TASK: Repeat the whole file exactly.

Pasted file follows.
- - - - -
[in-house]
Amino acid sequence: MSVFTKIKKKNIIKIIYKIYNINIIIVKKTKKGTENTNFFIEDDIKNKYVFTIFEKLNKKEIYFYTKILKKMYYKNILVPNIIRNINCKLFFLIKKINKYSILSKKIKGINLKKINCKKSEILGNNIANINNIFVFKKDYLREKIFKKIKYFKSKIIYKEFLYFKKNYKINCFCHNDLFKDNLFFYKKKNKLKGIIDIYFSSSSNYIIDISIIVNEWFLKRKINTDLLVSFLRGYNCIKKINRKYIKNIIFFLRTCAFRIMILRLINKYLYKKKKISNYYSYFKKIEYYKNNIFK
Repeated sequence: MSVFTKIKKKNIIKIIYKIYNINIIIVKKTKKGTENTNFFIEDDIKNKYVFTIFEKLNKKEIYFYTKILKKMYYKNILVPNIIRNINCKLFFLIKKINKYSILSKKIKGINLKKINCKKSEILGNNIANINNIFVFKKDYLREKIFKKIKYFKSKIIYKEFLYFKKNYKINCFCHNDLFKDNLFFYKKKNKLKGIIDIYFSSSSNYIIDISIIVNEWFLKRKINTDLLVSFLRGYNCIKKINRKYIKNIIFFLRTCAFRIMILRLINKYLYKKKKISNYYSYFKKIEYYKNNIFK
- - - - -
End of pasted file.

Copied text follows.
[in-house]
Amino acid sequence: MSVFTKIKKKNIIKIIYKIYNINIIIVKKTKKGTENTNFFIEDDIKNKYVFTIFEKLNKKEIYFYTKILKKMYYKNILVPNIIRNINCKLFFLIKKINKYSILSKKIKGINLKKINCKKSEILGNNIANINNIFVFKKDYLREKIFKKIKYFKSKIIYKEFLYFKKNYKINCFCHNDLFKDNLFFYKKKNKLKGIIDIYFSSSSNYIIDISIIVNEWFLKRKINTDLLVSFLRGYNCIKKINRKYIKNIIFFLRTCAFRIMILRLINKYLYKKKKISNYYSYFKKIEYYKNNIFK
Repeated sequence: MSVFTKIKKKNIIKIIYKIYNINIIIVKKTKKGTENTNFFIEDDIKNKYVFTIFEKLNKKEIYFYTKILKKMYYKNILVPNIIRNINCKLFFLIKKINKYSILSKKIKGINLKKINCKKSEILGNNIANINNIFVFKKDYLREKIFKKIKYFKSKIIYKEFLYFKKNYKINCFCHNDLFKDNLFFYKKKNKLKGIIDIYFSSSSNYIIDISIIVNEWFLKRKINTDLLVSFLRGYNCIKKINRKYIKNIIFFLRTCAFRIMILRLINKYLYKKKKISNYYSYFKKIEYYKNNIFK